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Aceh, Indonesia: Shari’a – The Islamisation Of Acehnese Culture


Subj: Aceh: Shari’a – the Islamisation of Acehnese Culture





The oil- and gas-rich region of Aceh is located on the northern tip of Sumatra, Indonesia. Aceh has a population of 4.3 million and has historically been staunchly Islamic. On 1 January 2002, as part of a wide-ranging autonomy package that the Indonesian government hoped would appease separatists, Aceh was granted the right to adopt Islamic law.



On 3 January 2002 the Jakarta Post reported, “The Aceh or Nanggroe Aceh Darusallam administration has officially put the special autonomy law and syariah (Islamic law) into effect.” The article went on to quote Teungku Sofyan Hamzah, an imam at the grand Baiturrahman Mosque. “Asked about feelings of anxiety by some non-Muslims in Aceh following the implementation of the Islamic law, he (Hamzah) said that the minority should not worry. ‘The administration will use national law for them.’”



Well – an article appeared in the Jakarta Post on 28 September 2002, detailing how under shari’a law, caning or imprisonment would be the punishment for those who “propagated beliefs other than Islam to Muslims in the province.”



I sent the article to Dr. Mark Durie, and asked him for a comment. The author of many articles and books on Acehnese language and culture, Dr. Mark Durie is a pastor at St. Hilarys Anglican Church Kew, Melbourne, Australia, and was formerly head of the Department of Linguistics and Language Studies at the University of Melbourne. His insights come from years of extensive research and experience of Acehnese culture.



- Elizabeth Kendal



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JAKARTA POST 28 September 2002 “Aceh to implement caning punishment”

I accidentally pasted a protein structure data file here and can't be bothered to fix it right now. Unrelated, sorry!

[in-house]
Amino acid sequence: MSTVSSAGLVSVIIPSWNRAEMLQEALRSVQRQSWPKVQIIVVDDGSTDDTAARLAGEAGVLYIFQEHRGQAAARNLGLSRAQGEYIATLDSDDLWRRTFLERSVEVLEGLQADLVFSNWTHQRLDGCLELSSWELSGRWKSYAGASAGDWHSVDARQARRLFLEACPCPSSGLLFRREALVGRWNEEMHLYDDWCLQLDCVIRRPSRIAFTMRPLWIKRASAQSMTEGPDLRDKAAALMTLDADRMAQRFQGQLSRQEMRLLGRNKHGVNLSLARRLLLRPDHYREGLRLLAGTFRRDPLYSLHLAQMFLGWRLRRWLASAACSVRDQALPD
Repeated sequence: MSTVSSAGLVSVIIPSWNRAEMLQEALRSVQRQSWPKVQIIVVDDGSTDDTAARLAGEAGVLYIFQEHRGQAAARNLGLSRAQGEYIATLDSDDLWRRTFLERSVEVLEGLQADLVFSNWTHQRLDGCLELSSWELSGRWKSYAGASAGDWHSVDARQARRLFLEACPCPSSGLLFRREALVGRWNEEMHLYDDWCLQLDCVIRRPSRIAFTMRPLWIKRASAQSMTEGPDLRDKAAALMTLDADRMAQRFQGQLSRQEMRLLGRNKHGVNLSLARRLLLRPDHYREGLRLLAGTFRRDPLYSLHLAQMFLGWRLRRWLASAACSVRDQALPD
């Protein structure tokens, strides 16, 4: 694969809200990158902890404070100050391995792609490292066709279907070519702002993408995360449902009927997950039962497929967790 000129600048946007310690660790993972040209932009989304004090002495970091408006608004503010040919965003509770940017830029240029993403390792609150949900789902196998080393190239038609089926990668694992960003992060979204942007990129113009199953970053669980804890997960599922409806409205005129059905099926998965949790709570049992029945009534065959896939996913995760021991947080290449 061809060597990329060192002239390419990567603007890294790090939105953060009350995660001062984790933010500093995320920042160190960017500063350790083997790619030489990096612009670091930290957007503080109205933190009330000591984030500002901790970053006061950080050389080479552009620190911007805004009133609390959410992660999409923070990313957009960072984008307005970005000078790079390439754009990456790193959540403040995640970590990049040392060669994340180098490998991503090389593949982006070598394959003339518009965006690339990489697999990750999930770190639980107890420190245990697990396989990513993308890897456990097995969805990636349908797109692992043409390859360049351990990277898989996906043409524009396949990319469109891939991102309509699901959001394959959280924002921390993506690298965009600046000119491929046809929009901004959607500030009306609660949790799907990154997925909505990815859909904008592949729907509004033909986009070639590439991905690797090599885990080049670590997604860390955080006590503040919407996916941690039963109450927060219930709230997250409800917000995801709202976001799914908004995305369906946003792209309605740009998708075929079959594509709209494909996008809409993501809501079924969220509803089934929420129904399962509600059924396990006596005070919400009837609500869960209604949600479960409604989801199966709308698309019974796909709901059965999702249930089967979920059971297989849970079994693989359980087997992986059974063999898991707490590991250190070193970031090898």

In line with sharia law, the Aceh legislative council is proposing that caning be one of the punishments for people who tempt Muslims to desert religious teachings.



A special team set up by the council is drafting the bylaw in response to Law No. 44/1999 on Aceh’s special status and Law No. 18/2002 on special autonomy for Aceh.



Chairman of the special team Azhari Basar said that caning would be imposed on those who propagated beliefs other than Islam to Muslims in the province. “Those who violate the ruling will face a maximum jail term of two years and a maximum fine of Rp 6 million or 10 strokes of the cane,” he told Antara.



Azhari said that according to Article 17 of the draft, anyone who skips Friday prayers three times in a row without an acceptable reason would be fined a maximum of Rp 2 million, six months in jail or three strokes of the cane.



“Caning also applies to those who open their food stalls during Ramadhan (fasting month),” he said. Food stall owners who sell food, beverages or cigarettes publicly or secretly during the holy month will be fined a maximum of Rp 4 million, spend one year in jail or receive five strokes of the cane.



However, it is not clear who is in charge of carrying out the caning punishment: the police or the sharia police.



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COMMENT BY DR. MARK DURIE



CHRISTIANS IN ACEH